A popular lollipop man in St Albans is hoping to inspire pupils this fortnight as they take part in the UK’s largest inter-school walking, wheeling, scooting and cycling competition.
Mike Beeson has been speaking about the benefits of active travel during Sustrans’ Big Walk and Wheel challenge (21 March – 1 April).
The sprightly 70-year-old currently helps children cross safely to and from Skyswood Primary and Nursery School in Marshalswick, St Albans.
As a keen cyclist, Mike can often be found pedalling a bicycle when he is not crossing the road with his lollipop.
He said: “I’ve always been a passionate cyclist and walker, so this job was the ideal choice for me. Twice a day I step out on my crossing, and this helps me to stay active.
“It’s a job I love and it really keeps me fit and well. I hope I can inspire the school pupils and their families to opt for active modes of travel like walking and cycling instead of taking the car.
“It keeps you fit for life and is great for the environment too, so it’s a win-win situation.”
Mike joined Hertfordshire County Council’s crossing patrol team in 2018, after retiring as a self-employed draughtsman.
A leaflet advertising for a crossing patrol officer at his local primary school, came through the door shortly before Christmas.
Mike’s wife suggested this would be an ideal part-time job to help him keep active during his retirement.
Discussing his role, he commented: “On occasions some motorists drive much too fast, they don’t pay attention; they’re on their mobile phones or drinking cups of tea or coffee, you see it all.
“However, the vast majority of motorists are very considerate and do stop without even prompting. I even get the odd wave and I always wave back, it’s all very friendly.”
The number of children being driven to primary school is increasing each year, with as many as one-in-four cars on the road during the morning peak undertaking the school run.
There are many advantages for children who adopt an active school journey. According to the Mental Health Foundation, physical activity can increase mental alertness, energy, positive mood and self-esteem, in addition to reducing stress and anxiety.
Teachers also find children that cycle, walk or scoot arrive at school more relaxed, alert and ready to start the day than those who travel by car.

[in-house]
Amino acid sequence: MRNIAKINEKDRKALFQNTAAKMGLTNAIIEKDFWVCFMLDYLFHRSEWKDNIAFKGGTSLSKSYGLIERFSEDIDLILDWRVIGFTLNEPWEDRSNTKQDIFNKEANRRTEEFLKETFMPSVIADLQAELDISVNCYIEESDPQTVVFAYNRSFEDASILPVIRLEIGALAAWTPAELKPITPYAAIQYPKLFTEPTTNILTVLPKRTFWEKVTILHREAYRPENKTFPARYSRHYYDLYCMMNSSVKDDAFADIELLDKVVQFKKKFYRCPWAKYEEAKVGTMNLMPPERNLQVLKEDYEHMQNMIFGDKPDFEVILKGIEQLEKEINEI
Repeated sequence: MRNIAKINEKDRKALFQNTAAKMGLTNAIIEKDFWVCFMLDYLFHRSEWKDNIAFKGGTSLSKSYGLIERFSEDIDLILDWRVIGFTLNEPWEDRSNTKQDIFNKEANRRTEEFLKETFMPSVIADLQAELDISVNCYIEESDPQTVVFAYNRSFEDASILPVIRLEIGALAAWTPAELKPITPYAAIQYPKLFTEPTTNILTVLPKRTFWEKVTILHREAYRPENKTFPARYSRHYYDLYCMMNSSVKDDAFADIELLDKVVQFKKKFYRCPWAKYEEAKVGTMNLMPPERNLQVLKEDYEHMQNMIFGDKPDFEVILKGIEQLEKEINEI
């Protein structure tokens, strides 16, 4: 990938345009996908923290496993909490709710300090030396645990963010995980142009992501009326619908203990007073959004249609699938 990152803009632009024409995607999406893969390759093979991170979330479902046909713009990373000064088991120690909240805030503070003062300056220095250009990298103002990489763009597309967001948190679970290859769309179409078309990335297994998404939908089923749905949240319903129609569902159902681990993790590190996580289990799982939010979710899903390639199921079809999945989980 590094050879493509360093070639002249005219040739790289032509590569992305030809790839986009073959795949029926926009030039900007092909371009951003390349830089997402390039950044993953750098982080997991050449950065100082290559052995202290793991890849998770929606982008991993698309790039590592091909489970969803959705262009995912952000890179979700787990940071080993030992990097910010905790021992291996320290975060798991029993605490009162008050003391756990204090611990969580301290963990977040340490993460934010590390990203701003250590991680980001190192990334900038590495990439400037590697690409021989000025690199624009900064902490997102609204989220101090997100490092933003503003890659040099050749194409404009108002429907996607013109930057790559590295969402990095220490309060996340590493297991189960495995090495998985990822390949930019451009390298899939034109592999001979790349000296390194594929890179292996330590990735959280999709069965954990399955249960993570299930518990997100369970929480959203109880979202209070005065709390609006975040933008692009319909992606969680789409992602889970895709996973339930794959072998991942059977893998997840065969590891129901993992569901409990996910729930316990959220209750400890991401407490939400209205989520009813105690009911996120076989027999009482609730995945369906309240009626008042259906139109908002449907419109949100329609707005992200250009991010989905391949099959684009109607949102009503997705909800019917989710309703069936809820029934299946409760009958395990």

Credit: Hertfordshire County Council.
Launched in 2010, the Sustrans Big Walk and Wheel aims to encourage more families to leave their cars at home and travel to schools actively to help create healthier and happier communities.
Formerly known as the Sustrans Big Pedal, the event is open to all primary and secondary schools across the country.
During the two-week challenge schools will compete to see who can record the highest number of active journeys taken by pupils.
Last year, over two million active journeys to 2,253 participating schools took place – saving thousands in CO2 and NOx emissions.
The Big Walk and Wheel is one of several campaigns, events and initiatives that occur in the county throughout the year.
Hertfordshire County Council is encouraging children to take up active and healthier forms of travel, with 93 schools already having a sustainable, accredited Modeshift STARS travel plan.
Anthony Boucher, Director of Highways Operations at Hertfordshire County Council, said: “We want to encourage everyone to get active like Mike, who is a real inspiration for our young people and their families. He sets a great example of the lifelong benefits of active travel.
“There’s no better time than the present to start encouraging children on their daily walk, wheel, scoot or cycle to school.
“Our aim is to offer all residents a cleaner, greener, healthier Hertfordshire, which promotes more active travel, protects the environment and helps reduce traffic congestion.”
To find out more about the Sustrans’ Big Walk and Wheel visit: www.bigwalkandwheel.org.uk